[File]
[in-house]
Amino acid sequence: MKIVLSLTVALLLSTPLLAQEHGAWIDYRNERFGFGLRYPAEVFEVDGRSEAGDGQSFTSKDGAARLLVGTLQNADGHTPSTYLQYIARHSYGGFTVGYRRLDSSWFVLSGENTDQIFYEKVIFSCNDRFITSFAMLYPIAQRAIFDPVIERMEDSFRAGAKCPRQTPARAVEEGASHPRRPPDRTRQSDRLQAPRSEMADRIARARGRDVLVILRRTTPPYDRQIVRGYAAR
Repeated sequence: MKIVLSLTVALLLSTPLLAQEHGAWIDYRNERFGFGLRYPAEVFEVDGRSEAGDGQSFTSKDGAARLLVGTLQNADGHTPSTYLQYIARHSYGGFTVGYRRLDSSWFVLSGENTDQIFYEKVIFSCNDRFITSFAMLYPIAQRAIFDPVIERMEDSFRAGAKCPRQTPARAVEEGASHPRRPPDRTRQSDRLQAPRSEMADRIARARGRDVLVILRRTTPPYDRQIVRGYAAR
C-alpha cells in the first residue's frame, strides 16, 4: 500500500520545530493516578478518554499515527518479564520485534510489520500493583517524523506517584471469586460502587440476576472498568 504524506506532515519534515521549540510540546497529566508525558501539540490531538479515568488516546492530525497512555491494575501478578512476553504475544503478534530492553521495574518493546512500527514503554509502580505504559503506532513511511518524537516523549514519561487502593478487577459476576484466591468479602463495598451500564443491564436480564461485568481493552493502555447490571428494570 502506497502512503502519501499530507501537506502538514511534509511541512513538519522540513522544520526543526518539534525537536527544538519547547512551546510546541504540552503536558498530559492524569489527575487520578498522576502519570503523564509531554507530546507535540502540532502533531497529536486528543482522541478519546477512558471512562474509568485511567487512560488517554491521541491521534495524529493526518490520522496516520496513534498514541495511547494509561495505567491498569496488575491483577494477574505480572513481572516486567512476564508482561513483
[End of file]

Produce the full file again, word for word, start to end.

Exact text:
[in-house]
Amino acid sequence: MKIVLSLTVALLLSTPLLAQEHGAWIDYRNERFGFGLRYPAEVFEVDGRSEAGDGQSFTSKDGAARLLVGTLQNADGHTPSTYLQYIARHSYGGFTVGYRRLDSSWFVLSGENTDQIFYEKVIFSCNDRFITSFAMLYPIAQRAIFDPVIERMEDSFRAGAKCPRQTPARAVEEGASHPRRPPDRTRQSDRLQAPRSEMADRIARARGRDVLVILRRTTPPYDRQIVRGYAAR
Repeated sequence: MKIVLSLTVALLLSTPLLAQEHGAWIDYRNERFGFGLRYPAEVFEVDGRSEAGDGQSFTSKDGAARLLVGTLQNADGHTPSTYLQYIARHSYGGFTVGYRRLDSSWFVLSGENTDQIFYEKVIFSCNDRFITSFAMLYPIAQRAIFDPVIERMEDSFRAGAKCPRQTPARAVEEGASHPRRPPDRTRQSDRLQAPRSEMADRIARARGRDVLVILRRTTPPYDRQIVRGYAAR
C-alpha cells in the first residue's frame, strides 16, 4: 500500500520545530493516578478518554499515527518479564520485534510489520500493583517524523506517584471469586460502587440476576472498568 504524506506532515519534515521549540510540546497529566508525558501539540490531538479515568488516546492530525497512555491494575501478578512476553504475544503478534530492553521495574518493546512500527514503554509502580505504559503506532513511511518524537516523549514519561487502593478487577459476576484466591468479602463495598451500564443491564436480564461485568481493552493502555447490571428494570 502506497502512503502519501499530507501537506502538514511534509511541512513538519522540513522544520526543526518539534525537536527544538519547547512551546510546541504540552503536558498530559492524569489527575487520578498522576502519570503523564509531554507530546507535540502540532502533531497529536486528543482522541478519546477512558471512562474509568485511567487512560488517554491521541491521534495524529493526518490520522496516520496513534498514541495511547494509561495505567491498569496488575491483577494477574505480572513481572516486567512476564508482561513483